Two major video art shows open in Moscow
With exhibitions at the Garage Center for Contemporary Culture and GMG Gallery, the medium is finally gaining prominence in the city
By John Varoli. Web only
Published online: 21 June 2010
moscow. This month marks the opening of two major video art events in Moscow that underscore how important the medium is becoming for the city’s contemporary art scene. On 18 June, the Garage Center for Contemporary Culture opens a show of new video work by the Russian group AES+F (running for one month), while on 21 June, GMG Gallery opens a show of new video work by the Russian group AES+F (running for one month), while on 21 June, GMG Galleryhttp://www.gmggallery.com opens an exhibition of works by US video art pioneer Gary Hill (closing on 30 June), the first solo project in Russia for the artist who began experimenting with the medium in the early 1970s
“Gary Hill’s exhibition is an extraordinary event for Moscow,” said GMG Gallery owner Marina Goncharenko. “Contemporary art stars like Damien Hirst and other ex-Young British Artists are not a rarity in Moscow, as well as Bill Viola's video works. But this is the first time an intellectual star of such calibre has come here. I hope his exhibition and lectures will stimulate greater interest in video as an art form among the younger generation of artists, many of whom have a strong hunger to express themselves with new media technology.” Hill’s Moscow exhibition will include one of his most famous works, Wall Piece, 2000, a single-channel installation where the author rhythmically beats on a black wall, the moments of impact lit by sharp beams of a stroboscope.
Hill has long wanted to do something in Moscow, and the show at GMG is the world premier of his new work. At the time of going to press the piece was still in progress and the artist could not reveal details. “Hill is a real pioneer of video art, and his exhibition will be important for exposing Russia to the genre of video installation,” said Olga Kisseleva, a prominent video artist from post-Soviet Russia who teaches new media art at the Sorbonne university in Paris.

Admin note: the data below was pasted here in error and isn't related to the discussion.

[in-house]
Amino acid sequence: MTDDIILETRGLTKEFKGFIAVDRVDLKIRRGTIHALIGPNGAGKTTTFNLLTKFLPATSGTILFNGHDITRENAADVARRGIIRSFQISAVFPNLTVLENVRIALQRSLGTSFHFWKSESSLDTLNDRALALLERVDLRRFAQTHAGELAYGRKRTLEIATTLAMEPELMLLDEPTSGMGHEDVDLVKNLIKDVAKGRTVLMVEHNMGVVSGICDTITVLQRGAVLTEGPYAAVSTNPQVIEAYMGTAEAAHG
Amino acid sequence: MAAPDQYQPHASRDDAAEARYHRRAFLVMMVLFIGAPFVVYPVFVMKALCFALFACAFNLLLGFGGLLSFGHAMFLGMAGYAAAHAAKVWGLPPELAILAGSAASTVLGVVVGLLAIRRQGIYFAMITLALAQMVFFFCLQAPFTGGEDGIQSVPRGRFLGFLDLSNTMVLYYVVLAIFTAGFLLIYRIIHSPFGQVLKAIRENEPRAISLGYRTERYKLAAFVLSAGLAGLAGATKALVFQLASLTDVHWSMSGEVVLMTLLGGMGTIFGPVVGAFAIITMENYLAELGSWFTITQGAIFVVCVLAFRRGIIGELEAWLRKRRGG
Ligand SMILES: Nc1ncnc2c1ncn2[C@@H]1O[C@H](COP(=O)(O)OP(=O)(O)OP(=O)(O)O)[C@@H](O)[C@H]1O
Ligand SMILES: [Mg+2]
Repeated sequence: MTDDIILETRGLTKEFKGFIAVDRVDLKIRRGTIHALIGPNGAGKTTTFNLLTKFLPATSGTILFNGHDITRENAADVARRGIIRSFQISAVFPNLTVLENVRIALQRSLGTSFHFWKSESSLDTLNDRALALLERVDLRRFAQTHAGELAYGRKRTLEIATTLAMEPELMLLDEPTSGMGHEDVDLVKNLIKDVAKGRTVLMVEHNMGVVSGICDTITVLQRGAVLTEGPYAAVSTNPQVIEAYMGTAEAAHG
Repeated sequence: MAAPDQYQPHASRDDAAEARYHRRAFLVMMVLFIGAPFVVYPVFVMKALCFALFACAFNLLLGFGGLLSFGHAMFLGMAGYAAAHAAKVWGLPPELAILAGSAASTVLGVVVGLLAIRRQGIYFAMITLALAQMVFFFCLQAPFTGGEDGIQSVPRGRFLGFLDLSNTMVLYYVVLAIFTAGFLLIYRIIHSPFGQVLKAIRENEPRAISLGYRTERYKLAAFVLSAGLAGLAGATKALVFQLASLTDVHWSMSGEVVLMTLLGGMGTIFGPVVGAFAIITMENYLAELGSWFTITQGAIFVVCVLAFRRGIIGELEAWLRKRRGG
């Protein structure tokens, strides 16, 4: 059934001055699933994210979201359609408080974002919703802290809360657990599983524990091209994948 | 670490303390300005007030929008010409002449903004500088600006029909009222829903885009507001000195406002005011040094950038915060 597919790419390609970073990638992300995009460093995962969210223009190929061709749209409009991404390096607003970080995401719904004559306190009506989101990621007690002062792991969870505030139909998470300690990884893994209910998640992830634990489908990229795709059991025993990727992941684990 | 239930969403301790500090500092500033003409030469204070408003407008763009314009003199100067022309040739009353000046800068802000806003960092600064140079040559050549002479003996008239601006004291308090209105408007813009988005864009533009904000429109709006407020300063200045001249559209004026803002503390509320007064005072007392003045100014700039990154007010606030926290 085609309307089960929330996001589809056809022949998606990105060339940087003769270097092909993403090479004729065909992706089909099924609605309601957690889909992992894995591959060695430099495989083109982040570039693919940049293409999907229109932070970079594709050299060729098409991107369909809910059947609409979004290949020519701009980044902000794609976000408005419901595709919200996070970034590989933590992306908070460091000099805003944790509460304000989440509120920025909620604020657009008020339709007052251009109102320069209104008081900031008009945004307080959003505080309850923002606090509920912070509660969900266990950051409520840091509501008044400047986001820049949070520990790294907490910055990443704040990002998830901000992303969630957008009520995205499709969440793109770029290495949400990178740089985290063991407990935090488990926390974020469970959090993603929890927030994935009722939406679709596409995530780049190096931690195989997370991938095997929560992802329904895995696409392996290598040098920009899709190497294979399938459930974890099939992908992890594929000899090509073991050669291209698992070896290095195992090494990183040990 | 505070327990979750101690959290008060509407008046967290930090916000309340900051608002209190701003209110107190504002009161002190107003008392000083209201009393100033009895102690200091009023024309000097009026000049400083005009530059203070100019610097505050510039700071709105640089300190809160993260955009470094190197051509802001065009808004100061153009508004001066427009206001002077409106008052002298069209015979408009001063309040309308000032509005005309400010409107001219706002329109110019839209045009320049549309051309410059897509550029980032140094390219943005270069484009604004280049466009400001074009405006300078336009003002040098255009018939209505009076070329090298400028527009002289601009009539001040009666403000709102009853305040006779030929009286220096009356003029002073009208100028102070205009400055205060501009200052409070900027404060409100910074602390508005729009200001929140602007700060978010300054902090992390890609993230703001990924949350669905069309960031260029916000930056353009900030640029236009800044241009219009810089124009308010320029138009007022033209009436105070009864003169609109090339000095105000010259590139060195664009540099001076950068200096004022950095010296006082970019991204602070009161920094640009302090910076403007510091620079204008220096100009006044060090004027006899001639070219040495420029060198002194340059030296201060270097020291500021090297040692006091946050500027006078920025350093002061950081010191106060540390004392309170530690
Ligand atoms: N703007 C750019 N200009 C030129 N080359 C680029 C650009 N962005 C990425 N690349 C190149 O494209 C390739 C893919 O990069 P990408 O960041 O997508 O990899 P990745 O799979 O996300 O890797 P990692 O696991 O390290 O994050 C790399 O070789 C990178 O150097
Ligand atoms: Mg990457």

AES+F’s premier in Russia of the “Feast of Trimalchio”, first shown at the 2009 Venice Biennale, is on nine massive screens and runs for 28 minutes. The work, which took three years to make, is a metaphor of “society in the post-colonial and even post-global world”, said AES+F’s Tatiana Arzamasova. “Video art is still in its infancy in Russia, but in large part that is due to the fact that contemporary art is not very developed in our country.”
Goncharenko said the history of video art in Russia began in 1985 when artists had “the chance to finally hold a video camera in their hands, and these had to be smuggled into the country”. While Russian artists increasingly see video as a powerful form of expression, they are finding almost no support from the local market, and primarily rely on international interest.
“There are great video artists in Russia such as AES+F and Olga Chernysheva, and last year we even sold one of her works to the Museum of Modern Art in New York,” said Volker Diehl, a Berlin dealer who works with Russian artists. “However, there are almost no Russian collectors or institutions really supporting and buying these video art pieces.”
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